# Inclusion Mapping is Injection

## Theorem

Let $S, T$ be sets such that $S$ is a subset of $T$.

Then the inclusion mapping $i_S: S \to T$ defined as:

$\forall x \in S: \map {i_S} x = x$

is an injection.

For this reason the inclusion mapping can be known as the canonical injection of $S$ to $T$.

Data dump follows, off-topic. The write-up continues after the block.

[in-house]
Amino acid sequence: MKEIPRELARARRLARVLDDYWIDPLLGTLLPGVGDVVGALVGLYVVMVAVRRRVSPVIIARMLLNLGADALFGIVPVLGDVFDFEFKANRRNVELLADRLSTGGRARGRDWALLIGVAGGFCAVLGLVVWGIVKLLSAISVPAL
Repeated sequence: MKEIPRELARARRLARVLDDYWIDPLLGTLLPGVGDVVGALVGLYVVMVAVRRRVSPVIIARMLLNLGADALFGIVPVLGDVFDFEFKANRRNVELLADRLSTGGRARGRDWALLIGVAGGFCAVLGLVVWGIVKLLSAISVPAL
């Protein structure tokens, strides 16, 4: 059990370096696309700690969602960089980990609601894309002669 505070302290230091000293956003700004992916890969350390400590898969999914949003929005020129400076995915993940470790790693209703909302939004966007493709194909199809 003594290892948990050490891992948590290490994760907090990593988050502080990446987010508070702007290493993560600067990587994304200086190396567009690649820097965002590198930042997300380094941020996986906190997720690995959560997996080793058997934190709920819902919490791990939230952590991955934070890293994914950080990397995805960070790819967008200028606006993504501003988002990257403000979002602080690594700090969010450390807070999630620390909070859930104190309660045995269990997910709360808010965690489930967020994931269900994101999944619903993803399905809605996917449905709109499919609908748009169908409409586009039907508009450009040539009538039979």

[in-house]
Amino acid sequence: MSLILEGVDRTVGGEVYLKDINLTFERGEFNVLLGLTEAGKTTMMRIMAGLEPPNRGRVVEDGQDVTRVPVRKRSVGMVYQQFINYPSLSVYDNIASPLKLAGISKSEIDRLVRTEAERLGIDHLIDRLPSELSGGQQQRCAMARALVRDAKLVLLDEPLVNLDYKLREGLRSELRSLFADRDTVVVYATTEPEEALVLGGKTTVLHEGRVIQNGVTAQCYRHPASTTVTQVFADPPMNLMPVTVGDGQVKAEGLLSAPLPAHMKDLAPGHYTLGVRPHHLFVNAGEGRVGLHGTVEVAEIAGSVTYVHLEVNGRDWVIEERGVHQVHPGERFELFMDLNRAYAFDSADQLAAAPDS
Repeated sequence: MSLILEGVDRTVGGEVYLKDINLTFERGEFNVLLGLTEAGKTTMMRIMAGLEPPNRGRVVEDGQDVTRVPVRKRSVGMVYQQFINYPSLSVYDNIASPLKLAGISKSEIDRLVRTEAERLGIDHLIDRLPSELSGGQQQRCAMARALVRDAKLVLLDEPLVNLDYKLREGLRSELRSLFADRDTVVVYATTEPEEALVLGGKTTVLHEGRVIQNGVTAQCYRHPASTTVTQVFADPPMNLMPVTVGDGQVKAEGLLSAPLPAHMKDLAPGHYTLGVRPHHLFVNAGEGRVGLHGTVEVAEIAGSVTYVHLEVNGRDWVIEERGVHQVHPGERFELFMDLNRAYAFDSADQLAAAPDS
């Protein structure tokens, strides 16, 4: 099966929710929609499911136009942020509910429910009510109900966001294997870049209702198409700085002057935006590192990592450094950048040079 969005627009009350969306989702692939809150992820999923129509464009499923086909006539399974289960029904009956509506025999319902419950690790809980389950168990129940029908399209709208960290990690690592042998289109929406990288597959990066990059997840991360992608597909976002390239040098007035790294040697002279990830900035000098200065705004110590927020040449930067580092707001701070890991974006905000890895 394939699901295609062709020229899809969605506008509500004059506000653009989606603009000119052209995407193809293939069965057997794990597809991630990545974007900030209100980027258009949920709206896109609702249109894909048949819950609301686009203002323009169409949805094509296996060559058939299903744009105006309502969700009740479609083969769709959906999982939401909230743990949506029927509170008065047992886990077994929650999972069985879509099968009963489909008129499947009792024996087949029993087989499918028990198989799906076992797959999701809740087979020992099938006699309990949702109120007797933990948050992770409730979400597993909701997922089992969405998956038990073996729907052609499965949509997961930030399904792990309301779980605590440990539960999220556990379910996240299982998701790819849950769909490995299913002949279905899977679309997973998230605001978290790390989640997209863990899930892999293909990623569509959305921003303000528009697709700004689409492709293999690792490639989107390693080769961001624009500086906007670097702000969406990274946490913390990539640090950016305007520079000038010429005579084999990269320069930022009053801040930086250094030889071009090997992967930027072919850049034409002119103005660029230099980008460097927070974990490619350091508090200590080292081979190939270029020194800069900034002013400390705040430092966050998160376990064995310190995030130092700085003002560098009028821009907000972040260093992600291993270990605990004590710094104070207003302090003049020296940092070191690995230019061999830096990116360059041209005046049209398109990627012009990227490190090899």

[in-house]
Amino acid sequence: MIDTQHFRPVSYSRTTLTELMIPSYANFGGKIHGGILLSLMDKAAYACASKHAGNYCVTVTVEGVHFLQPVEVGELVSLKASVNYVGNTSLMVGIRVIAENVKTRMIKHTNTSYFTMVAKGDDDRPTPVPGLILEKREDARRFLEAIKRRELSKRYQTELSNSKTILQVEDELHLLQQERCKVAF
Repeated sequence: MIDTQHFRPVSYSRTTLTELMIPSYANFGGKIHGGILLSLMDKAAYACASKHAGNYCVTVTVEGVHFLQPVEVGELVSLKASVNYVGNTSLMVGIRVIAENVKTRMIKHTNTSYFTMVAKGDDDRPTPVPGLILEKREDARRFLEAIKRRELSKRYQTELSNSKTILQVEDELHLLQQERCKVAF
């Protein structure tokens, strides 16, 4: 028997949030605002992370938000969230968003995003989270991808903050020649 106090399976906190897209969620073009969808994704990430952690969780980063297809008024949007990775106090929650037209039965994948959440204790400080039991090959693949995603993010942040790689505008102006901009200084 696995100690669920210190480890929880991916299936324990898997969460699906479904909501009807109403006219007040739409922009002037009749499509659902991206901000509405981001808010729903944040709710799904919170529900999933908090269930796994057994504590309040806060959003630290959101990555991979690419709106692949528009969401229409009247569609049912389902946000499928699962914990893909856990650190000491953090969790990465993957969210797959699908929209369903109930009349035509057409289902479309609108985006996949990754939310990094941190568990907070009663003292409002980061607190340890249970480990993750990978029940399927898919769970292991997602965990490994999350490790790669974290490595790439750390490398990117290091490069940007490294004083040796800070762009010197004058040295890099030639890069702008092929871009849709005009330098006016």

## Proof

Suppose $\map {i_S} {s_1} = \map {i_S} {s_2}$.

 $\ds \map {i_S} {s_1}$ $=$ $\ds s_1$ Definition of Inclusion Mapping $\ds \map {i_S} {s_2}$ $=$ $\ds s_2$ Definition of Inclusion Mapping $\ds \map {i_S} {s_1}$ $=$ $\ds \map {i_S} {s_2}$ by definition $\ds \leadsto \ \$ $\ds s_1$ $=$ $\ds s_2$ from above

Thus $i_S$ is an injection by definition.

$\blacksquare$